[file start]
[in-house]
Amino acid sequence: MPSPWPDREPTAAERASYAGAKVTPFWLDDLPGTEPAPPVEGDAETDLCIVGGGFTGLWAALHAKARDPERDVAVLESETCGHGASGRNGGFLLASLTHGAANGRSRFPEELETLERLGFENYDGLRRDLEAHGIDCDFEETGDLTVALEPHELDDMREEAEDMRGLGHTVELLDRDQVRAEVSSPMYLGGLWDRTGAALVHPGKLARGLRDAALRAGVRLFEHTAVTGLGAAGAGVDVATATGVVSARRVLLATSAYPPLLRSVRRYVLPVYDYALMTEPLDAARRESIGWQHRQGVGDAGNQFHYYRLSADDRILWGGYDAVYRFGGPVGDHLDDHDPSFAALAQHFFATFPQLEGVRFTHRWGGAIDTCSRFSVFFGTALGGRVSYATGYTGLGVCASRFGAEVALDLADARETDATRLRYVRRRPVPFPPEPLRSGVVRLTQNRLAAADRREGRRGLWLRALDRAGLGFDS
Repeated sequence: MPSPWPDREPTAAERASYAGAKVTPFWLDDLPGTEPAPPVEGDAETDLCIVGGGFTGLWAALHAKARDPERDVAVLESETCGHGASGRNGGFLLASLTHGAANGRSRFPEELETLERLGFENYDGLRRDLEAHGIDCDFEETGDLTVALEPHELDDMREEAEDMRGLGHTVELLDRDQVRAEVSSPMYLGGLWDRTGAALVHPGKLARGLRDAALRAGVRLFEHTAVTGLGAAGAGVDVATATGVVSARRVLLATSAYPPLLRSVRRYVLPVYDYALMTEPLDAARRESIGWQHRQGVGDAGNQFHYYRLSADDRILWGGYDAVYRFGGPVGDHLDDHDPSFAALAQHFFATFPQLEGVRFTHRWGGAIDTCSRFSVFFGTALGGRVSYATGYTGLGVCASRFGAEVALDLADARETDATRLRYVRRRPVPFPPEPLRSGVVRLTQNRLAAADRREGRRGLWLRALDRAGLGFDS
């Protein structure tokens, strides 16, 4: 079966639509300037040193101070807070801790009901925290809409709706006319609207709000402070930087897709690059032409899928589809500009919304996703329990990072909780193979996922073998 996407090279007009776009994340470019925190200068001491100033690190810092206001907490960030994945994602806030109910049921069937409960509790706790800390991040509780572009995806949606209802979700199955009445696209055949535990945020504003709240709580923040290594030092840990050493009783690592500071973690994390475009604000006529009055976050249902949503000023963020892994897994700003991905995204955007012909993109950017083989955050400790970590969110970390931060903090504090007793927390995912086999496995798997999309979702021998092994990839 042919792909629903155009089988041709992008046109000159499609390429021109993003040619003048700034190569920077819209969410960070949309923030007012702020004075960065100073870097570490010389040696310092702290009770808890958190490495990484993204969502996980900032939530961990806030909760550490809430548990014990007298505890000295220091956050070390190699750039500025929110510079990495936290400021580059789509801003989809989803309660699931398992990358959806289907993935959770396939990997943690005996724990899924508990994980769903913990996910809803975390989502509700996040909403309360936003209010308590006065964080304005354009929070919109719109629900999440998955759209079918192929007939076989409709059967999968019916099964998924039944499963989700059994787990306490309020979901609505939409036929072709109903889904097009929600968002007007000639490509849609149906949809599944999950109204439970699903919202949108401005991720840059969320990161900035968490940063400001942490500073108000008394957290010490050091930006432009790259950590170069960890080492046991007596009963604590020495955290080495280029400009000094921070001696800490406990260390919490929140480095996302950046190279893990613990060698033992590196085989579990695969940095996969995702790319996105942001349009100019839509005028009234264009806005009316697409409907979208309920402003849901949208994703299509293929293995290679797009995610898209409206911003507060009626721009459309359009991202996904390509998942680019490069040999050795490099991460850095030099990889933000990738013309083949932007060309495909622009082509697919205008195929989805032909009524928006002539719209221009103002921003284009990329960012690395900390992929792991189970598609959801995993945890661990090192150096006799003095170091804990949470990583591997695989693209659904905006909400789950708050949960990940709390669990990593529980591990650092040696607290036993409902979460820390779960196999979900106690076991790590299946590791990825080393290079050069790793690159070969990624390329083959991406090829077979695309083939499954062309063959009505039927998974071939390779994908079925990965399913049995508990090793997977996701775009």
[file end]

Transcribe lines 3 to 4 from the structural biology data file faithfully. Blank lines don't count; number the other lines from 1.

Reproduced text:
Repeated sequence: MPSPWPDREPTAAERASYAGAKVTPFWLDDLPGTEPAPPVEGDAETDLCIVGGGFTGLWAALHAKARDPERDVAVLESETCGHGASGRNGGFLLASLTHGAANGRSRFPEELETLERLGFENYDGLRRDLEAHGIDCDFEETGDLTVALEPHELDDMREEAEDMRGLGHTVELLDRDQVRAEVSSPMYLGGLWDRTGAALVHPGKLARGLRDAALRAGVRLFEHTAVTGLGAAGAGVDVATATGVVSARRVLLATSAYPPLLRSVRRYVLPVYDYALMTEPLDAARRESIGWQHRQGVGDAGNQFHYYRLSADDRILWGGYDAVYRFGGPVGDHLDDHDPSFAALAQHFFATFPQLEGVRFTHRWGGAIDTCSRFSVFFGTALGGRVSYATGYTGLGVCASRFGAEVALDLADARETDATRLRYVRRRPVPFPPEPLRSGVVRLTQNRLAAADRREGRRGLWLRALDRAGLGFDS
């Protein structure tokens, strides 16, 4: 079966639509300037040193101070807070801790009901925290809409709706006319609207709000402070930087897709690059032409899928589809500009919304996703329990990072909780193979996922073998 996407090279007009776009994340470019925190200068001491100033690190810092206001907490960030994945994602806030109910049921069937409960509790706790800390991040509780572009995806949606209802979700199955009445696209055949535990945020504003709240709580923040290594030092840990050493009783690592500071973690994390475009604000006529009055976050249902949503000023963020892994897994700003991905995204955007012909993109950017083989955050400790970590969110970390931060903090504090007793927390995912086999496995798997999309979702021998092994990839 042919792909629903155009089988041709992008046109000159499609390429021109993003040619003048700034190569920077819209969410960070949309923030007012702020004075960065100073870097570490010389040696310092702290009770808890958190490495990484993204969502996980900032939530961990806030909760550490809430548990014990007298505890000295220091956050070390190699750039500025929110510079990495936290400021580059789509801003989809989803309660699931398992990358959806289907993935959770396939990997943690005996724990899924508990994980769903913990996910809803975390989502509700996040909403309360936003209010308590006065964080304005354009929070919109719109629900999440998955759209079918192929007939076989409709059967999968019916099964998924039944499963989700059994787990306490309020979901609505939409036929072709109903889904097009929600968002007007000639490509849609149906949809599944999950109204439970699903919202949108401005991720840059969320990161900035968490940063400001942490500073108000008394957290010490050091930006432009790259950590170069960890080492046991007596009963604590020495955290080495280029400009000094921070001696800490406990260390919490929140480095996302950046190279893990613990060698033992590196085989579990695969940095996969995702790319996105942001349009100019839509005028009234264009806005009316697409409907979208309920402003849901949208994703299509293929293995290679797009995610898209409206911003507060009626721009459309359009991202996904390509998942680019490069040999050795490099991460850095030099990889933000990738013309083949932007060309495909622009082509697919205008195929989805032909009524928006002539719209221009103002921003284009990329960012690395900390992929792991189970598609959801995993945890661990090192150096006799003095170091804990949470990583591997695989693209659904905006909400789950708050949960990940709390669990990593529980591990650092040696607290036993409902979460820390779960196999979900106690076991790590299946590791990825080393290079050069790793690159070969990624390329083959991406090829077979695309083939499954062309063959009505039927998974071939390779994908079925990965399913049995508990090793997977996701775009």